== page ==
Reality Bites: "Shark Week"

How the toothy have fallen.
I learned two things from the 2013 installment of "Shark Week," the Discovery Channel's annual tribute to nature's lagrest predators and the people/marine fauna that are eaten by them:

1) Nat Geo WILD holds its own version called "SharkFest," which is simultaneously cute and pathetic.
2) While we weren't paying attention, the Discovery Channel somehow turned into SyFy.

"Shark Week" was never hard science, but early on there was at least *some* emphasis on outdated concepts like "research" and "plausibility." This is America, however, and sober analysis of migratory patterns and conservation efforts have given way to dramatic shark attack reenactments (complete with frothing underwater shots and plenty of red food coloring) and the 78th incarnation of "Air Jaws." Admittedly, the first few times you see a great white shoot out of the water it's pretty freaking cool. Now it's like watching LeBron dunk; still technically impressive, but you've seen it before.

I put more effort than usual into this week's Reality Bites, both because I've been a fan of Shark Week for many years, and because of my own youthful obsession with sharks and shark attacks (I wish I could find some pics from those magazines describing the thousands of fatal attacks that apparently took place in the '70s). Early on, I thought the Discovery Channel did a nice job balancing sensationalism with science, reminding us human beings are a much greater menace to sharks than vice-versa, while also providing slow motion footage of seals being devoured. Everyone was happy. Now, nobody really is. For several reasons.

One of the first shows I checked out this time around was The Return of Jaws, about a resurgence in the great white population off the coast of Cape Cod (Jaws was set/filmed on Long Island, NY, but never mind that). We start with the somber intonations of Mike Rowe informing us great white attacks are on the rise, even when they're really not (though I suppose you could call the one Massachusetts attack in 2012 a statistically significant increase over the zero that occurred in the previous 76 years).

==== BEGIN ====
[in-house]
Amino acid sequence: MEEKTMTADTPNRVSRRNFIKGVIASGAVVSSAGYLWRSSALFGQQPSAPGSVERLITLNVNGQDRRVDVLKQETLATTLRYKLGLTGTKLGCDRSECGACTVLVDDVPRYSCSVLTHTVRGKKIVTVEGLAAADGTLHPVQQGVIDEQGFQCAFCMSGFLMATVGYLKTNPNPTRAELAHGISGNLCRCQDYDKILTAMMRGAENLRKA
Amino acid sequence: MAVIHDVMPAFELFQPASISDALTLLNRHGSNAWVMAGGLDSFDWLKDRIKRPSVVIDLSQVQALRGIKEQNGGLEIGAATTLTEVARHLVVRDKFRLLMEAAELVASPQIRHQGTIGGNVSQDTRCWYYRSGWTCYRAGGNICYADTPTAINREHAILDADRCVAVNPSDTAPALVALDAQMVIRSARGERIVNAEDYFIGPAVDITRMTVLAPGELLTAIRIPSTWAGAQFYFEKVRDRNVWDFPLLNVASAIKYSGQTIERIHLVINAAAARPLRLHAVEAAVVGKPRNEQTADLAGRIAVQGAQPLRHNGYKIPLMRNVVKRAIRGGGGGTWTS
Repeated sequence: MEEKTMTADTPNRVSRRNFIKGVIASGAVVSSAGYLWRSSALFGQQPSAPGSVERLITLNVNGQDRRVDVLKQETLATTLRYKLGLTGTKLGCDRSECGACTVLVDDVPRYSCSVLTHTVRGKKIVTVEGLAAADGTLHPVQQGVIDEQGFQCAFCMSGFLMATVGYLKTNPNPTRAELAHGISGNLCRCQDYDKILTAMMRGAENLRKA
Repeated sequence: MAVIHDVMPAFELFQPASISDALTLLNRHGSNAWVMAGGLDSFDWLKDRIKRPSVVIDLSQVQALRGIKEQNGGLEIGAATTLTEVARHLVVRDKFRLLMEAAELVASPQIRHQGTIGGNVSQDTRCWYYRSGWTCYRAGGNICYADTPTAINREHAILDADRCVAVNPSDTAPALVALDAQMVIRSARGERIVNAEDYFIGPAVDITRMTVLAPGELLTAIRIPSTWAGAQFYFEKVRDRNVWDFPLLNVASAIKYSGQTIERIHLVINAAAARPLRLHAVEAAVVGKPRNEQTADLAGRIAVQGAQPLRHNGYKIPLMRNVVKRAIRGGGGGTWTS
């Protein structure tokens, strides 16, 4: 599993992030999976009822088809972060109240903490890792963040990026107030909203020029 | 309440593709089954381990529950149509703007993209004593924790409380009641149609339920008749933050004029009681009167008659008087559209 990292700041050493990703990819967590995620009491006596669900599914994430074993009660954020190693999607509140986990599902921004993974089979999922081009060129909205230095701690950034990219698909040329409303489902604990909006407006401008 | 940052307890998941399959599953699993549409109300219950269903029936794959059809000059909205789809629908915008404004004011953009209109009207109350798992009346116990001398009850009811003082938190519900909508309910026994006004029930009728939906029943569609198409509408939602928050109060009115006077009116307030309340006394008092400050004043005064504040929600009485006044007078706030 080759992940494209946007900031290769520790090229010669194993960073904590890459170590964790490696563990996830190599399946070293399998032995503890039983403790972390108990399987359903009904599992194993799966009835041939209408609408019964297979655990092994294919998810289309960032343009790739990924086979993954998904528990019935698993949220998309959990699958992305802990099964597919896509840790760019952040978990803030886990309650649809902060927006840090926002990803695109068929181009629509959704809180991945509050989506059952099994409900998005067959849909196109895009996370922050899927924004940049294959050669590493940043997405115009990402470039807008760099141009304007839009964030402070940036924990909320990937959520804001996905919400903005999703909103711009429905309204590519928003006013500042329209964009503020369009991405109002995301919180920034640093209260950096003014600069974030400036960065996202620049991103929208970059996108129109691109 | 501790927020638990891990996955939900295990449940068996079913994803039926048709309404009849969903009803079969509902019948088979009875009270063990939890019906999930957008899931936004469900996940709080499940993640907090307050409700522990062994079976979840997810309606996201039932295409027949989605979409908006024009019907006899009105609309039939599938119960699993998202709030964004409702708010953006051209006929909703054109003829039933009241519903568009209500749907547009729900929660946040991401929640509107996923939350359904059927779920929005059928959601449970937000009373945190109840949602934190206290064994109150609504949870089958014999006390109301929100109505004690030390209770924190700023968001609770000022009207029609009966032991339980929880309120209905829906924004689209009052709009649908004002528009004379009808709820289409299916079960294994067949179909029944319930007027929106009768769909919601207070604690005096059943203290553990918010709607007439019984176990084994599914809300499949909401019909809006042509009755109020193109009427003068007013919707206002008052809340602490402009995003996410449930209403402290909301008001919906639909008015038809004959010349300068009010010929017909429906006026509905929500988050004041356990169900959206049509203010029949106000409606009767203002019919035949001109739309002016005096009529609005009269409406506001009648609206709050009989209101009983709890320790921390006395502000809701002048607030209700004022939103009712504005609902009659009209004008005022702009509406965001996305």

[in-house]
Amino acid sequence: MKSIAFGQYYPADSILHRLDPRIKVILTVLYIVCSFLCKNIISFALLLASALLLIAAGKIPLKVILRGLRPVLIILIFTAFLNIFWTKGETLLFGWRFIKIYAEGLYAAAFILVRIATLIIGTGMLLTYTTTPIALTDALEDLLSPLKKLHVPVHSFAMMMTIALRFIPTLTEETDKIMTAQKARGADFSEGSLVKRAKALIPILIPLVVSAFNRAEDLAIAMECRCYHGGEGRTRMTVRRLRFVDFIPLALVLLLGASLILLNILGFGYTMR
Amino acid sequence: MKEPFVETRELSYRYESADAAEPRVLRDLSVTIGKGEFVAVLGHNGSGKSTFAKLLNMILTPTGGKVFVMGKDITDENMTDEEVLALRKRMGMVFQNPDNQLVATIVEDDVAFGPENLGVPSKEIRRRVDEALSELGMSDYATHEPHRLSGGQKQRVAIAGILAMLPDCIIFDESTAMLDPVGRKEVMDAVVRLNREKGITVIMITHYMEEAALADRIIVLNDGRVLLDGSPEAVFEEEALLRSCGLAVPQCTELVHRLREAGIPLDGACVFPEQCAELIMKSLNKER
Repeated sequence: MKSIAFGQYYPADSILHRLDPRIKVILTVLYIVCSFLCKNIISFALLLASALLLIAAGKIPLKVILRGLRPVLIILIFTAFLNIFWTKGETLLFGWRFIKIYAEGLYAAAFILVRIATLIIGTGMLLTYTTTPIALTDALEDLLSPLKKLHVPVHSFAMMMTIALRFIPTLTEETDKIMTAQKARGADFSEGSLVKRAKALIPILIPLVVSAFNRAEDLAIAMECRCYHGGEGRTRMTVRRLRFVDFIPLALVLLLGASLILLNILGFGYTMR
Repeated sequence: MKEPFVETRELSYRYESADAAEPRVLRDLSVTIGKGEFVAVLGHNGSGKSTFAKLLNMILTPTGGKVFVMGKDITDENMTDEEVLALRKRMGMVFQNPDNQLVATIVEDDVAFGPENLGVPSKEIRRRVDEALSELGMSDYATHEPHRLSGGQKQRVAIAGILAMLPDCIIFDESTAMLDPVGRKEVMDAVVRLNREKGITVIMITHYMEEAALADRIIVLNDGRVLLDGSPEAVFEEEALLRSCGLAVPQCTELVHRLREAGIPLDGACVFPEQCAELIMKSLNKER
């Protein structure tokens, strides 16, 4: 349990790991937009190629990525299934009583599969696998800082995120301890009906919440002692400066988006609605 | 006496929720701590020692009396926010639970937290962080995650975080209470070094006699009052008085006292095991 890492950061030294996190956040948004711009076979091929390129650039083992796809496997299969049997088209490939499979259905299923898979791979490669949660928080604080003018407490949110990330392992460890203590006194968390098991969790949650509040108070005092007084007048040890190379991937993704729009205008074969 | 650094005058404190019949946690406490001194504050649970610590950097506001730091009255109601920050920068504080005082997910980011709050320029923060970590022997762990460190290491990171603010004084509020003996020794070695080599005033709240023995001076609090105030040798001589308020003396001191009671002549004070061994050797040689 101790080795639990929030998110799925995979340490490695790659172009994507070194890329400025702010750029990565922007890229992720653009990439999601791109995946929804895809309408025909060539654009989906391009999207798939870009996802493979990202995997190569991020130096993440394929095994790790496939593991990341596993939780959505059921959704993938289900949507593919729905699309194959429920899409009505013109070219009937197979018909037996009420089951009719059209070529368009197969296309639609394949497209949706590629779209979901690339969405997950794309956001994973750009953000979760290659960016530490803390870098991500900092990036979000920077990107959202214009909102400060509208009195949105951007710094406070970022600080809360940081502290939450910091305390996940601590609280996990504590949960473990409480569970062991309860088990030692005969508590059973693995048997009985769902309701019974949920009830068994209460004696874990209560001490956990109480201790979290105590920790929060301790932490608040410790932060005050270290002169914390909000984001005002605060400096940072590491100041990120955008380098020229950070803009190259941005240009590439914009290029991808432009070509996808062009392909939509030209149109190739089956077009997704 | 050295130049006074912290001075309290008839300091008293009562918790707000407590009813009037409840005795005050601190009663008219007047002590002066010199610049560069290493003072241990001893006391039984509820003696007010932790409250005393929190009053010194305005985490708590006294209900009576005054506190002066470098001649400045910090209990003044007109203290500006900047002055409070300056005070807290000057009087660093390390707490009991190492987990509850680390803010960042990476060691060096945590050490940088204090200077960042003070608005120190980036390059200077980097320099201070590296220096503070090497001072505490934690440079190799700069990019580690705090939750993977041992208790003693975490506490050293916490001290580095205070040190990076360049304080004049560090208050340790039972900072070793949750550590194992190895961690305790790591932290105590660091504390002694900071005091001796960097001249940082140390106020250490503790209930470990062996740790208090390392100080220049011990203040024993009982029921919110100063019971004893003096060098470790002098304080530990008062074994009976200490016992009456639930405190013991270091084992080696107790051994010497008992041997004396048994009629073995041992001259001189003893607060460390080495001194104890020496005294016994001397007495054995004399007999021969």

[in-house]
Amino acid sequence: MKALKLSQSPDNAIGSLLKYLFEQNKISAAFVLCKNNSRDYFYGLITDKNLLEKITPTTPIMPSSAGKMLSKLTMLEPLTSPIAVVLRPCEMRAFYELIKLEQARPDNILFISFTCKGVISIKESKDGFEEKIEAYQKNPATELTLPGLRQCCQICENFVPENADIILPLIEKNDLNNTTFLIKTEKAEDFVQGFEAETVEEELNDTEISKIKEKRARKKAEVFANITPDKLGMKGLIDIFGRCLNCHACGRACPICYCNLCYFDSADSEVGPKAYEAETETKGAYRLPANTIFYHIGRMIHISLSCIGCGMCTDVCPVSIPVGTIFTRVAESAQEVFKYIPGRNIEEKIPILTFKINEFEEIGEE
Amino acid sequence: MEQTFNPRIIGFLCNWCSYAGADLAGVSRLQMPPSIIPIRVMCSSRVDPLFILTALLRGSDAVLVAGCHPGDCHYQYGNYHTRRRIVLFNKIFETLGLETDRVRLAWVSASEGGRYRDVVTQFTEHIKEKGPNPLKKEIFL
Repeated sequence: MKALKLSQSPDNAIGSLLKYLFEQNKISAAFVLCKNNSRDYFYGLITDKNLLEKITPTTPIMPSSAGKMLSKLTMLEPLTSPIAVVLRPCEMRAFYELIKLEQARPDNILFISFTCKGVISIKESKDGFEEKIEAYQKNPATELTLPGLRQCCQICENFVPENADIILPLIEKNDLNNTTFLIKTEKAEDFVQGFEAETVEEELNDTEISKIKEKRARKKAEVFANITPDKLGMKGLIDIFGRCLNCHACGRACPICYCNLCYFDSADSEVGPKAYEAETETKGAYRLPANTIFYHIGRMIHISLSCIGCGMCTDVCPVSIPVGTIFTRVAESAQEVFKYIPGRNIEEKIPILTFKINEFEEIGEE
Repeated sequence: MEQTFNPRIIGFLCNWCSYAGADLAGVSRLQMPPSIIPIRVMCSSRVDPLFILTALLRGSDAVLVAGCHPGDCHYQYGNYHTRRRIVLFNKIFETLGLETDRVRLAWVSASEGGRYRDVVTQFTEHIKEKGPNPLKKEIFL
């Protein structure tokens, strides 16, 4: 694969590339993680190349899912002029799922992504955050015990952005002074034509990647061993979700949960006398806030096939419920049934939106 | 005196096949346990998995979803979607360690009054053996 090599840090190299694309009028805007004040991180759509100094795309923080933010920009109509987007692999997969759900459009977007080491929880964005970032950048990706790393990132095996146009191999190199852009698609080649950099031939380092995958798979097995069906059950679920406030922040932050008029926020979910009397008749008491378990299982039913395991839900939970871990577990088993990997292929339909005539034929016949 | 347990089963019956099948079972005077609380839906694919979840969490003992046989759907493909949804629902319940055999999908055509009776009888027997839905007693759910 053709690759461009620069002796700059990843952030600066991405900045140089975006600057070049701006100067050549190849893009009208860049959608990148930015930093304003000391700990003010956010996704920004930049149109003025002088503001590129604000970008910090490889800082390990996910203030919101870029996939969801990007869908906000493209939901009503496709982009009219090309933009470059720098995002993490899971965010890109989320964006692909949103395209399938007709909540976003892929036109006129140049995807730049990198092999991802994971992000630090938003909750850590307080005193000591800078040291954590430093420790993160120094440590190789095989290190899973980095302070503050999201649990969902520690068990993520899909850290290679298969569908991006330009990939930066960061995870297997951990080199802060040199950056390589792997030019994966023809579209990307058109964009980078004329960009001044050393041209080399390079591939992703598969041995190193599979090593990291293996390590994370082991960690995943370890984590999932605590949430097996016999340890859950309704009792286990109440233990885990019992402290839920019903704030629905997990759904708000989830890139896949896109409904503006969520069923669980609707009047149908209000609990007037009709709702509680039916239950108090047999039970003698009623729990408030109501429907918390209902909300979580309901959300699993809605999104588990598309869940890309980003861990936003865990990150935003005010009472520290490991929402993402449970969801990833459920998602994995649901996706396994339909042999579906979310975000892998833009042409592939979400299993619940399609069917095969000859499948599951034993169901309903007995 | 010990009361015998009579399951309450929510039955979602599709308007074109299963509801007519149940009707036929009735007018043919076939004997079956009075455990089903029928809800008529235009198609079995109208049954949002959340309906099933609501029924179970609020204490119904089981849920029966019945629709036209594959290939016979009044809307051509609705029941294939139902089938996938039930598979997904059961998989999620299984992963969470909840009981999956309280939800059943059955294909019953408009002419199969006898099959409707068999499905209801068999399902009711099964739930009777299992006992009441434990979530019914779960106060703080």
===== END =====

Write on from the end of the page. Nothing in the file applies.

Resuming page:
At least Return of Jaws featured something approaching science, with the introduction of the Shark Cam, a robotic minisub that trails a tagged great white. Unfortunately, the primary takeaway is how close a 16-foot great white gets to the beach when it's hunting, to the consternation of those observing. Because everyone knows most sharks stay *miles* away from populated beaches. Meanwhile marine biologist Greg Skomal is desperate for footage of "predatory behavior." In Shark Week parlance, live footage of a great white attacking is the equivalent of porn's "pop shot." And with the tourists in Chatham, Massachusetts showing a strange affinity for swimming in the presence of gray seals, it's a toss-up what species of victim we'll see.

Blimp has The Fear.
Well none, as it turns out (not counting the news footage of the one guy who got bit). Still, the video footage is pretty cool, and a welcome break from most of the annoying bullshit Discovery has on display (more on that later). I also like how placing both great whites and gray seals on the protected species list has resulted in rebounding numbers. Not because of the positive ramifications for the oceanic ecosystem, but for juicy seal chomping footage.

Next up was Voodoo Sharks, which was almost as stupid as it sounds. The show followed a couple groups of shark hunters/researchers searching for either a) evidence of the presence of something called the "Rookin," a legendary, allegedly 100-year old shark that's haunted the Mississippi delta for decades, or b) down Lake Pontchartrain way, a group of researchers are trying to determine whether bull sharks - which have the ability to swim from salt to fresh water - are residing in the lake year-round.

The segment with the guys searching for the "Rookin" might as well be called "Honey Boo Goes to Sea." Discovery apparently figured trotting these barely literate yahoos out was a keen way of capitalizing on America's recent infatuation with colorful Louisiana idiots. They promise to "shed some light on what's terrorizing these waters." I'd say "Blimp with his shirt off" is a pretty good guess. The Lake Pontchartrain team discovering sharks wasn't as shocking as it might have been. I mean, does anybody swim in that thing?

Of course, the main offender this time around - the program that caused the most consternation and outrage among Shark Week aficionados - was Megalodon: The Monster Shark Lives, Discovery's opening night exercise in barely concealed bullshit.

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I share your disappointment but need to point out that jaws was filmed in Martha's Vineyard

amandaclairerichards 1 Like

I have missed Shark Week this year because I'm living out of the country, but I have been deeply upset by the things I have heard about this year. 

Shark Week meant (means?) a lot to me, science AND sensationalism. I have never had a problem with it before, although last year I was upset by the lack of conservation programming. 

I was always optimistic about its potential implications -- maybe if we could get people to love sharks, we could start to conquer some of the huge, global problems that face our oceans, like overfishing, pollution, and the effects of climate change. I'm concerned that Shark Week no longer has a role to play in those debates. 

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